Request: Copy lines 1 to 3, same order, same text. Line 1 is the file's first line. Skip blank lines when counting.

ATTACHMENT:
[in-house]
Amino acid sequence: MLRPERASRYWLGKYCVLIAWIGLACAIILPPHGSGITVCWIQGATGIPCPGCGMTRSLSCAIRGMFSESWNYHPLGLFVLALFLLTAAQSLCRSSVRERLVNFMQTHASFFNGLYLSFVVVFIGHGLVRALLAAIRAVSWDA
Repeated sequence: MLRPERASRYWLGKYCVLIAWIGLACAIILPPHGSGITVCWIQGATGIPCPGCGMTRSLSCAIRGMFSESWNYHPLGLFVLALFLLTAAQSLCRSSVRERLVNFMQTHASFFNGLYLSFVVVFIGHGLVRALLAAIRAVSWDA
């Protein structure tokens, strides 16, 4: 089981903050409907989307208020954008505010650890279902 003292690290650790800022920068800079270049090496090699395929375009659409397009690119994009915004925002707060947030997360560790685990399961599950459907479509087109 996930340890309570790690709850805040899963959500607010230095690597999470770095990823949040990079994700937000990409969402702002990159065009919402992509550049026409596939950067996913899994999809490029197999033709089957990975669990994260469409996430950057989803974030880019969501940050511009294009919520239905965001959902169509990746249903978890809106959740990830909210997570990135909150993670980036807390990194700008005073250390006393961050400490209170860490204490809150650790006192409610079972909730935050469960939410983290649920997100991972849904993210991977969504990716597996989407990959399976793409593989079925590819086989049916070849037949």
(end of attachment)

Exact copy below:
[in-house]
Amino acid sequence: MLRPERASRYWLGKYCVLIAWIGLACAIILPPHGSGITVCWIQGATGIPCPGCGMTRSLSCAIRGMFSESWNYHPLGLFVLALFLLTAAQSLCRSSVRERLVNFMQTHASFFNGLYLSFVVVFIGHGLVRALLAAIRAVSWDA
Repeated sequence: MLRPERASRYWLGKYCVLIAWIGLACAIILPPHGSGITVCWIQGATGIPCPGCGMTRSLSCAIRGMFSESWNYHPLGLFVLALFLLTAAQSLCRSSVRERLVNFMQTHASFFNGLYLSFVVVFIGHGLVRALLAAIRAVSWDA